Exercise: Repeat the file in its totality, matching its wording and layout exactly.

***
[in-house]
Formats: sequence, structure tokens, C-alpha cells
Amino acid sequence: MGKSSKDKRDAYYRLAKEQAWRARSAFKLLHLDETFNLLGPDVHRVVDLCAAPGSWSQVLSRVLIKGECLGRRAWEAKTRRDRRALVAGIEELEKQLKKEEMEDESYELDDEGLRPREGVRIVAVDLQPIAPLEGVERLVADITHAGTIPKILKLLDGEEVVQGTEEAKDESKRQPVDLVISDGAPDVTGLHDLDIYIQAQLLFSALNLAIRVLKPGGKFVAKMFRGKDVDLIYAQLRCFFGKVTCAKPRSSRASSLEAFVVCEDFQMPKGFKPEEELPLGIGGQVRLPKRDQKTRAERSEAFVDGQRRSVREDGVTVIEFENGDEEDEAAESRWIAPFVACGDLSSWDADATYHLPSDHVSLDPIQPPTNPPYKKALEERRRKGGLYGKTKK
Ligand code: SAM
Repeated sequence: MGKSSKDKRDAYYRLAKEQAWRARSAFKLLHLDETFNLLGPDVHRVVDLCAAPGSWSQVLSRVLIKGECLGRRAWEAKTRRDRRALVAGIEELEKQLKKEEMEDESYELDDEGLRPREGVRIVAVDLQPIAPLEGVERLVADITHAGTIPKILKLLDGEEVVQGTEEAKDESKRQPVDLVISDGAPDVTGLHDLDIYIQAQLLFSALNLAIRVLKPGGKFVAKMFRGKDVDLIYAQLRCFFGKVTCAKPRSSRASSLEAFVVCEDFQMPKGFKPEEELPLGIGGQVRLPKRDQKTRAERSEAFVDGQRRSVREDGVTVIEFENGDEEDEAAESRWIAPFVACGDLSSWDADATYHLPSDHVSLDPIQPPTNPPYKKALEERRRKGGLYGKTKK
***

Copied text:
[in-house]
Formats: sequence, structure tokens, C-alpha cells
Amino acid sequence: MGKSSKDKRDAYYRLAKEQAWRARSAFKLLHLDETFNLLGPDVHRVVDLCAAPGSWSQVLSRVLIKGECLGRRAWEAKTRRDRRALVAGIEELEKQLKKEEMEDESYELDDEGLRPREGVRIVAVDLQPIAPLEGVERLVADITHAGTIPKILKLLDGEEVVQGTEEAKDESKRQPVDLVISDGAPDVTGLHDLDIYIQAQLLFSALNLAIRVLKPGGKFVAKMFRGKDVDLIYAQLRCFFGKVTCAKPRSSRASSLEAFVVCEDFQMPKGFKPEEELPLGIGGQVRLPKRDQKTRAERSEAFVDGQRRSVREDGVTVIEFENGDEEDEAAESRWIAPFVACGDLSSWDADATYHLPSDHVSLDPIQPPTNPPYKKALEERRRKGGLYGKTKK
Ligand code: SAM
Repeated sequence: MGKSSKDKRDAYYRLAKEQAWRARSAFKLLHLDETFNLLGPDVHRVVDLCAAPGSWSQVLSRVLIKGECLGRRAWEAKTRRDRRALVAGIEELEKQLKKEEMEDESYELDDEGLRPREGVRIVAVDLQPIAPLEGVERLVADITHAGTIPKILKLLDGEEVVQGTEEAKDESKRQPVDLVISDGAPDVTGLHDLDIYIQAQLLFSALNLAIRVLKPGGKFVAKMFRGKDVDLIYAQLRCFFGKVTCAKPRSSRASSLEAFVVCEDFQMPKGFKPEEELPLGIGGQVRLPKRDQKTRAERSEAFVDGQRRSVREDGVTVIEFENGDEEDEAAESRWIAPFVACGDLSSWDADATYHLPSDHVSLDPIQPPTNPPYKKALEERRRKGGLYGKTKK